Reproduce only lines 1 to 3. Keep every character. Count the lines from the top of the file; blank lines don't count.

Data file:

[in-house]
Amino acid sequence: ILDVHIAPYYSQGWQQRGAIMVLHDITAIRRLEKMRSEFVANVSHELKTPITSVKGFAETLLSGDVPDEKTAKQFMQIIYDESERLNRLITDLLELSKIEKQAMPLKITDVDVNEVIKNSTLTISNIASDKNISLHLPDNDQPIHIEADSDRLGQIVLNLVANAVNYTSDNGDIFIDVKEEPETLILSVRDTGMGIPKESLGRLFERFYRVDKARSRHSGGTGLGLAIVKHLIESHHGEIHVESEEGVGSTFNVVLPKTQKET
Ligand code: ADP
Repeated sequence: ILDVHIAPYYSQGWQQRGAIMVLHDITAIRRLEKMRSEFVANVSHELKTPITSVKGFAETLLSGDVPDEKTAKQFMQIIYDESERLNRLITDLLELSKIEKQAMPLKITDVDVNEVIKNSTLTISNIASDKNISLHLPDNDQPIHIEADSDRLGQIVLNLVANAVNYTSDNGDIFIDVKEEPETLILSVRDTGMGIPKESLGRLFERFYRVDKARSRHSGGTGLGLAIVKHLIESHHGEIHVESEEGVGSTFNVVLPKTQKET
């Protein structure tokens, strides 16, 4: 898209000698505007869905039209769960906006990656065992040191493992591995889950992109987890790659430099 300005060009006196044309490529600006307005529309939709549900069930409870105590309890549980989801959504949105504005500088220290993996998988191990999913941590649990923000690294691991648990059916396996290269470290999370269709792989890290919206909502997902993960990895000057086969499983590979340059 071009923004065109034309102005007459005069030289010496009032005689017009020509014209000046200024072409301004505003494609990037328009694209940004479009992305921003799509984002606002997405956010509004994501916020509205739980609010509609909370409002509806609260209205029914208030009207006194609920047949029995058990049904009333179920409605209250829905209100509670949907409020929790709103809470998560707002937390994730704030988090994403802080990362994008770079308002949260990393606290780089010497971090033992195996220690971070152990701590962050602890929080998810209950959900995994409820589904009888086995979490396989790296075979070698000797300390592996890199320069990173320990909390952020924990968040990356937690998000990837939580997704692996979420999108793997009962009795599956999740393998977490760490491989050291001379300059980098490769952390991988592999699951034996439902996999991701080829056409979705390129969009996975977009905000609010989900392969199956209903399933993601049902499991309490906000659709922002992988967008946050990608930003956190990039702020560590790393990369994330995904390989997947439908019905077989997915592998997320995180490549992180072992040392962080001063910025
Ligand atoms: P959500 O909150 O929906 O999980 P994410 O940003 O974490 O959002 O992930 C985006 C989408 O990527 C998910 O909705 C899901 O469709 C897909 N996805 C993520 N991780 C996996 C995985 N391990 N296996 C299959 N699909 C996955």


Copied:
[in-house]
Amino acid sequence: ILDVHIAPYYSQGWQQRGAIMVLHDITAIRRLEKMRSEFVANVSHELKTPITSVKGFAETLLSGDVPDEKTAKQFMQIIYDESERLNRLITDLLELSKIEKQAMPLKITDVDVNEVIKNSTLTISNIASDKNISLHLPDNDQPIHIEADSDRLGQIVLNLVANAVNYTSDNGDIFIDVKEEPETLILSVRDTGMGIPKESLGRLFERFYRVDKARSRHSGGTGLGLAIVKHLIESHHGEIHVESEEGVGSTFNVVLPKTQKET
Ligand code: ADP